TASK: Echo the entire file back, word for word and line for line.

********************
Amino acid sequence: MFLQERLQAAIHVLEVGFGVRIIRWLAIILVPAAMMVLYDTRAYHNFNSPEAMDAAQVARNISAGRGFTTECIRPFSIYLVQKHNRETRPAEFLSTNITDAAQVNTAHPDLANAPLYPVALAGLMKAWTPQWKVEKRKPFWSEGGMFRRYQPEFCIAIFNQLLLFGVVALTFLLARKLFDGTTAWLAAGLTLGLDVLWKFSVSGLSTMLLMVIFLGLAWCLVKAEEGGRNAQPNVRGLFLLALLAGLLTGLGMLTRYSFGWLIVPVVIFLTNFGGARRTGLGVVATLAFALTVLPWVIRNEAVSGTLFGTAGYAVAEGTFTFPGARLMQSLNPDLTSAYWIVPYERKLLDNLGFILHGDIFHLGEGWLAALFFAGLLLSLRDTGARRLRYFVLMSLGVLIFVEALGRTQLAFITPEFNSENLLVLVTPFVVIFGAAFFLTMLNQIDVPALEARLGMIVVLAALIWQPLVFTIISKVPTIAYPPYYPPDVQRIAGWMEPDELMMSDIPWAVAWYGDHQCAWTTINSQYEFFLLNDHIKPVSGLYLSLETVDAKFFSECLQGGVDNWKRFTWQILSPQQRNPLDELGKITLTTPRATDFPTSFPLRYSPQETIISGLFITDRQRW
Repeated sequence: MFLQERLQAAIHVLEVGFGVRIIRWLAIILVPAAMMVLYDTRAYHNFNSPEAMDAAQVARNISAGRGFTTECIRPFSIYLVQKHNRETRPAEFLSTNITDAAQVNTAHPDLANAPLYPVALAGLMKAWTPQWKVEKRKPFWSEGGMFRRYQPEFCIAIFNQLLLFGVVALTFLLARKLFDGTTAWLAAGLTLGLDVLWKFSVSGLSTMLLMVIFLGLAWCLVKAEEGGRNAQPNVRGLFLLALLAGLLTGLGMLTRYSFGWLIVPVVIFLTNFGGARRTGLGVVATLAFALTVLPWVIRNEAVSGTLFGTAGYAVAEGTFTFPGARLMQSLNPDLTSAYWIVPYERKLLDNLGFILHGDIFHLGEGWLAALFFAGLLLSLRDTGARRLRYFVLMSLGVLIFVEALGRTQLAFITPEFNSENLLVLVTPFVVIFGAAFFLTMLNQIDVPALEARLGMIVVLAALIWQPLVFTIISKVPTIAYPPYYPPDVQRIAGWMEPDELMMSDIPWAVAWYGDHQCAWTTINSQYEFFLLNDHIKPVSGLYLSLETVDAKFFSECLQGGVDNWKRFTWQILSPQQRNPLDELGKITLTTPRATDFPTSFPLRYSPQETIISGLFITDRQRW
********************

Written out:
Amino acid sequence: MFLQERLQAAIHVLEVGFGVRIIRWLAIILVPAAMMVLYDTRAYHNFNSPEAMDAAQVARNISAGRGFTTECIRPFSIYLVQKHNRETRPAEFLSTNITDAAQVNTAHPDLANAPLYPVALAGLMKAWTPQWKVEKRKPFWSEGGMFRRYQPEFCIAIFNQLLLFGVVALTFLLARKLFDGTTAWLAAGLTLGLDVLWKFSVSGLSTMLLMVIFLGLAWCLVKAEEGGRNAQPNVRGLFLLALLAGLLTGLGMLTRYSFGWLIVPVVIFLTNFGGARRTGLGVVATLAFALTVLPWVIRNEAVSGTLFGTAGYAVAEGTFTFPGARLMQSLNPDLTSAYWIVPYERKLLDNLGFILHGDIFHLGEGWLAALFFAGLLLSLRDTGARRLRYFVLMSLGVLIFVEALGRTQLAFITPEFNSENLLVLVTPFVVIFGAAFFLTMLNQIDVPALEARLGMIVVLAALIWQPLVFTIISKVPTIAYPPYYPPDVQRIAGWMEPDELMMSDIPWAVAWYGDHQCAWTTINSQYEFFLLNDHIKPVSGLYLSLETVDAKFFSECLQGGVDNWKRFTWQILSPQQRNPLDELGKITLTTPRATDFPTSFPLRYSPQETIISGLFITDRQRW
Repeated sequence: MFLQERLQAAIHVLEVGFGVRIIRWLAIILVPAAMMVLYDTRAYHNFNSPEAMDAAQVARNISAGRGFTTECIRPFSIYLVQKHNRETRPAEFLSTNITDAAQVNTAHPDLANAPLYPVALAGLMKAWTPQWKVEKRKPFWSEGGMFRRYQPEFCIAIFNQLLLFGVVALTFLLARKLFDGTTAWLAAGLTLGLDVLWKFSVSGLSTMLLMVIFLGLAWCLVKAEEGGRNAQPNVRGLFLLALLAGLLTGLGMLTRYSFGWLIVPVVIFLTNFGGARRTGLGVVATLAFALTVLPWVIRNEAVSGTLFGTAGYAVAEGTFTFPGARLMQSLNPDLTSAYWIVPYERKLLDNLGFILHGDIFHLGEGWLAALFFAGLLLSLRDTGARRLRYFVLMSLGVLIFVEALGRTQLAFITPEFNSENLLVLVTPFVVIFGAAFFLTMLNQIDVPALEARLGMIVVLAALIWQPLVFTIISKVPTIAYPPYYPPDVQRIAGWMEPDELMMSDIPWAVAWYGDHQCAWTTINSQYEFFLLNDHIKPVSGLYLSLETVDAKFFSECLQGGVDNWKRFTWQILSPQQRNPLDELGKITLTTPRATDFPTSFPLRYSPQETIISGLFITDRQRW